No matter the outcome of Brexit, I firmly believe that London will remain and build on its status as a world class city. To reinforce this view there are multiple new and exciting projects underway and more in the planning stages. The projects highlighted below are just some that I think will alter the London skyline, change the way people move around the city and create new hubs of activity in previously unloved parts of the capital. The existence of these projects does not indicate a city lacking in appeal but rather a city that is meeting an increasing demand that isn’t expected to wane once the UK has left the EU. I hope you, like me, will enjoy imaging how London might look in 2025 and beyond as these exciting projects come to fruition.
London’s skyline, constantly changing, is due for two major new additions. First, due in 2021, One Lansdowne Road will tower above Croydon with two towers of 68 and 41 storeys and will contain 800 new homes, 35,000 sq m of office space, a cinema, restaurants and a shop.
Then by 2025 The Undershaft will become the UK’s second tallest building behind The Shard at 295m high. It will be The City’s tallest building with 90,000 sq m of office space and be raised 10.5m above ground to create a large public space underneath. At the top there will be a free public viewing platform.
TfL and National Rail seem to be constantly announcing small upgrades to their networks, but few are as anticipated as The Elizabeth Line or as transformative as HS2, however controversial it may be.
The Elizabeth Line is due to begin service next year in 2020 and brings with it significant benefits. Not only will it speed up travel in the major commercial and business districts and of course reduce travel time to and from Heathrow, but over 4.4 million sq ft of commercial office and retail space is expected along the route. Since the project was announced property values within 1km of a station are also expected to have increased by £10.6 billion.
As for transport to and from London, while the next phase is awaiting approval, HS2 will directly connect 8 of Britain’s 10 largest cities serving almost half the UK population and significantly reducing the travel time between London and the West Midlands/the North. While the project has garnered a huge amount of criticism due to its cost, I would say it is likely to be completed rather than scrapped. It will carry more than 2 million people a week and those in support of it feel strongly that the economic benefits it will bring to the UK economy will far outstrip the final cost of it.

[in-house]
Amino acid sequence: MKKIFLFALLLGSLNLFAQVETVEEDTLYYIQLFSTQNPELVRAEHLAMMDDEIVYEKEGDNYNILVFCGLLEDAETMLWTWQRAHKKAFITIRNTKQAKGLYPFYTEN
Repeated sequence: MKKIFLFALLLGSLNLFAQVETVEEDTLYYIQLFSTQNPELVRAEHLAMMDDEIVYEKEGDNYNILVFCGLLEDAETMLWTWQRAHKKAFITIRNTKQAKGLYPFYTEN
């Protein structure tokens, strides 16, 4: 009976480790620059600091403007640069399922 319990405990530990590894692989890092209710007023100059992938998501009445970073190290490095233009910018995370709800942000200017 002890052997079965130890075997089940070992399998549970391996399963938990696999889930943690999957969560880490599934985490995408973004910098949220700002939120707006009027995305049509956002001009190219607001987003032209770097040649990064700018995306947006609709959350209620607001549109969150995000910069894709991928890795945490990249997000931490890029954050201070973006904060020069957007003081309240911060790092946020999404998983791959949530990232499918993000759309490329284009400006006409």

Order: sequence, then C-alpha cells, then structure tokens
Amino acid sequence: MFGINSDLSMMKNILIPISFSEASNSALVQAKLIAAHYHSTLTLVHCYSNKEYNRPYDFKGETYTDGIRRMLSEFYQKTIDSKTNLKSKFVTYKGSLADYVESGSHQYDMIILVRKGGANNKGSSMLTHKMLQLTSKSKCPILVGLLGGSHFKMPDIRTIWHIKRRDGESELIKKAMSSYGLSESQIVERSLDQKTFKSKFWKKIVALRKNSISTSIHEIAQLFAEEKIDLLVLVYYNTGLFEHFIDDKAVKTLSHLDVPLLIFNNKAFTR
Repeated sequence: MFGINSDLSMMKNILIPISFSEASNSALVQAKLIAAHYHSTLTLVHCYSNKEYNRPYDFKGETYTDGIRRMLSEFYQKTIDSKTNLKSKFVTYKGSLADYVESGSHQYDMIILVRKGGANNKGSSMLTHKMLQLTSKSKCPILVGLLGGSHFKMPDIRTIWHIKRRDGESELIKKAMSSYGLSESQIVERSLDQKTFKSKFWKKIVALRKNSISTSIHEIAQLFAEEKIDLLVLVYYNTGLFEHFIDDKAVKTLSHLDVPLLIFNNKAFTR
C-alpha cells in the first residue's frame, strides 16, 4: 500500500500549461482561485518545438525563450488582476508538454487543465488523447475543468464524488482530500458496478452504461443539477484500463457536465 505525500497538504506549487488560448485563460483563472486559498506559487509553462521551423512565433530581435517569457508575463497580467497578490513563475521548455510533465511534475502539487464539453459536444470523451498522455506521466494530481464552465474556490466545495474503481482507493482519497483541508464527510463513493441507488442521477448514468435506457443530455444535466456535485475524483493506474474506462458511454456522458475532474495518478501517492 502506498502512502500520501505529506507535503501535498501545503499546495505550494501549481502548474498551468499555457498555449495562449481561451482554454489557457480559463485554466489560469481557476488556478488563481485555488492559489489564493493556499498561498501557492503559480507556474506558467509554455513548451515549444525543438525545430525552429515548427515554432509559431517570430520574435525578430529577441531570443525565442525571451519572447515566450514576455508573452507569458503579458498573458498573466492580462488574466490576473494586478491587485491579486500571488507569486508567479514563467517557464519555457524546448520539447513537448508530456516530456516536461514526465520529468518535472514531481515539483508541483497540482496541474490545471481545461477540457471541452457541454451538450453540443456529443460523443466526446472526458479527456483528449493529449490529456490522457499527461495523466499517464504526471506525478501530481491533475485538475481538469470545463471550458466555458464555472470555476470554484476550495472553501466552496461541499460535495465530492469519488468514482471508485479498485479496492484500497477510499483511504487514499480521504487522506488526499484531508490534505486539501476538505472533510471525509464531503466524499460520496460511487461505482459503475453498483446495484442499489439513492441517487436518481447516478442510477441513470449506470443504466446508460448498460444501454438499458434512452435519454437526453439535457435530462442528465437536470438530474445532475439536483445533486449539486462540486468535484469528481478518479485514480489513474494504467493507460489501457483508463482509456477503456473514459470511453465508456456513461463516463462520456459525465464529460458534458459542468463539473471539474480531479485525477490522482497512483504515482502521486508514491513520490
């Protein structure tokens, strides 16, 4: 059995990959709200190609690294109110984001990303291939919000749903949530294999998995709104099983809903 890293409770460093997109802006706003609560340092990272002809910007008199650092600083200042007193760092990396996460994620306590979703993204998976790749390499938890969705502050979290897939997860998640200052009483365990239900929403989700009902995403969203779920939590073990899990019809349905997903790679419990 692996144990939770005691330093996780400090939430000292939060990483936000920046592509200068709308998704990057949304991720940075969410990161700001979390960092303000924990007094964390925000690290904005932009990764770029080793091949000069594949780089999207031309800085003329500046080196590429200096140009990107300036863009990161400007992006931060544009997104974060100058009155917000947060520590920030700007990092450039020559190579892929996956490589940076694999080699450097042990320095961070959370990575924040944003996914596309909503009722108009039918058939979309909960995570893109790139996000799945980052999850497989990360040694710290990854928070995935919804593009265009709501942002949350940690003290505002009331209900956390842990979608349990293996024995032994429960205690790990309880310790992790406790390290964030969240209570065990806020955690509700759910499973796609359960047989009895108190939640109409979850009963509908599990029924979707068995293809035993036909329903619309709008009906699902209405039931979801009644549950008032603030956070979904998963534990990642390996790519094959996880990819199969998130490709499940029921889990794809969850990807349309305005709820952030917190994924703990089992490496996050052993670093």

While improved public transport should enable more people to travel into and around the capital there are also plans to further discourage private vehicles in London and keep up with the move towards electric vehicles. It’s expected that the number of electric cars in London will rise exponentially in the next few years and to meet the demand the Mayor, Sadiq Khan, wants to install 50,000 public charge points by 2025. With only 2,100 charge points in the capital today this represents an increase of over 2,300%. This will go some way towards the Mayor’s target for central London to be a zero-emission zone from 2025 and the entire of London to be a zero-emission zone by 2050. So perhaps not in five years, but in 20 we might see a much cleaner, less polluted London.
Pedestrians and cyclists too will enjoy the planned New Thames Bridge expected to begin construction in 2022. Connecting Nine Elms and Pimlico the feasibility study found the project would pay for itself twice over in terms of reduced journey times and other benefits. While there are already 33 bridges crossing the Thames this one will fill a gap in the longest stretch without a crossing point. It will also provide yet another incentive for living and working in the newly regenerated Nine Elms area of Battersea Power Station and Embassy Gardens.
Old Kent Road is currently undergoing major regeneration that will see 20,000 new homes, 10,000 new jobs, and a 40-storey tower. The area has been rather overlooked in terms of investment for many years but TfL are also planning an extension of the Bakerloo Line to three new stations in the area so we could see it become a new south London hub for shopping, living and working.
It won’t have escaped anyone’s notice that the Kings Cross area has undergone major development over the last few years and it will be topped off with the new Google headquarters currently under construction. There’s no current completion date but at 330m in length and 11 storeys high it will house 4,500 employees.
Another ambitious project, the development of the iconic Battersea Power Station and surrounding area is due for completion by 2025 having started around 15 years ago. Close to the newly completed Embassy Gardens I expect this area south of the river to grow increasingly popular, not least because Apple is due to move its London headquarters there and the Northern Line extension to the area is almost finished. The project has seen lots of international interest including from investors in the Gulf who are drawn to the investment potential and its proximity to Knightsbridge.
And finally, Wembley Park, due to open in 2024 is currently the largest single-site purpose built development in the UK. It will have 7,000 new homes, a 7-acre public park, a plaza, a school, a hospital, shops, restaurants and office spaces. The developer, Quintain, is making a big effort to not only bring new homes to the area but also to make it an attractive place to live and work.